"What will be done with him?" I asked, suspecting I already knew the answer.
"Nothing," Anderson replied. "He'll remain in top security detention indefinitely. He doesn't get a day in court." He regarded us with as close to an air of sympathy as he ever wore. We must have looked a complete mess. Four of us were too uncomfortable to sit still. The fifth looked considerably worse.
"Dismissed. Go take it easy." His eyes fell on Jason. "G-2, even I can tell you should be in Medical. Get some rest, team."
Jason headed off to Medical without so much as a complaint, which was worrying in itself, and once outside the door, Tiny turned to the rest of us and signed 'we need to talk.' I couldn't have agreed more.
We followed him to the ready room, and as Keyop shut the door on the outside world Tiny lost his usual look and displayed some of the tension I was feeling myself. "I'm worried about Jason," he said simply.
Mark's eyebrows went up. "You think I'm not?"
Tiny didn't rise to him, concern written all across his face. "He's not well. I want to believe it's just a concussion, but he should be feeling better by now. The implant should be helping. Something's very wrong. It has been for a while."
"Are you sure? Maybe the implant will kick in once he stops trying to keep going?" I frowned at him in some confusion. "Didn't you have that problem once, Mark?"
"Sort of. Not any more." Mark blinked, and I could see the sudden effort to concentrate. "I'm going to have to leave you to it," he said unexpectedly. Three sets of eyes widened in concern - he did look very white all of a sudden.
"Should you be going to Medical yourself?" Tiny went pale himself. "Mark, we already have one major problem. Don't make it two."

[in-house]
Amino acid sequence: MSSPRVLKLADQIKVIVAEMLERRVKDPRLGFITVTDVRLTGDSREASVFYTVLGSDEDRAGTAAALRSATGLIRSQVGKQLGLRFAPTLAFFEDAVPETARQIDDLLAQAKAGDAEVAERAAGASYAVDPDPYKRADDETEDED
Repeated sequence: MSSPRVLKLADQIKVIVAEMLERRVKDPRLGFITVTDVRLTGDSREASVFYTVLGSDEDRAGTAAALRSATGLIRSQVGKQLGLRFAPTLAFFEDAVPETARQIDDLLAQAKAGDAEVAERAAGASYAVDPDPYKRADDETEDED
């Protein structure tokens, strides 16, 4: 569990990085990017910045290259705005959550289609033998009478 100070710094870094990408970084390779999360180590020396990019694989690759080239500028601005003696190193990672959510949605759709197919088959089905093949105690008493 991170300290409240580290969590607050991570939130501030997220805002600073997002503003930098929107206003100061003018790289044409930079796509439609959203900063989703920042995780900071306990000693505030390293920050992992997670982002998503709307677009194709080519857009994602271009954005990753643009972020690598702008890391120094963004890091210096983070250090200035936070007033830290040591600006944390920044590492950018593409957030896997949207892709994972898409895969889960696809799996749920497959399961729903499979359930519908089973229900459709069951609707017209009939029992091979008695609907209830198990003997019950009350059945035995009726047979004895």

Mark glared, then relented. "I'm fine, or will be. I just need to sleep. Damn this inefficient Russian implant." He yawned, and took himself off, Tiny surreptitiously checking he'd made it to his room a couple of minutes later.
It was nonsense that his implant wasn't as efficient as ours, of course. It was the recharge phase which was less than optimal. The rest of us found ourselves tired, sleeping more than usual, and seriously disinclined to much physical activity for a couple of days. Even Keyop, with a later variant of the Russian implant, reacted that way. Mark was different. He'd likened his reaction to 'running into a brick wall' and all attempts to tune the implant differently had failed. If they set the recharge phase to something like ours, he had an unacceptable decrease in combat efficiency, and eventually he'd been told the crash at the end of mission was something he'd have to live with.
Today was unusual, though. I'd called on the implant extensively in our escape from the ground torpedo and he had to have done the same. It was rare for the recharge phase to hit him this late on. If there was one thing Mark disliked more than having to admit weakness, it was embarrassment. If he'd had any idea this was going to happen, he'd have arranged it so we had our discussion after he'd rested.
My implant might be recharging in a more friendly manner, but I was still starting to feel the effects. I caught myself yawning, thought longingly of bed, and weighed it up against a hot drink and a bath. I'd ache worse if I went straight to sleep now. It was no use, though. I needed the rest too badly for the bath to even be safe.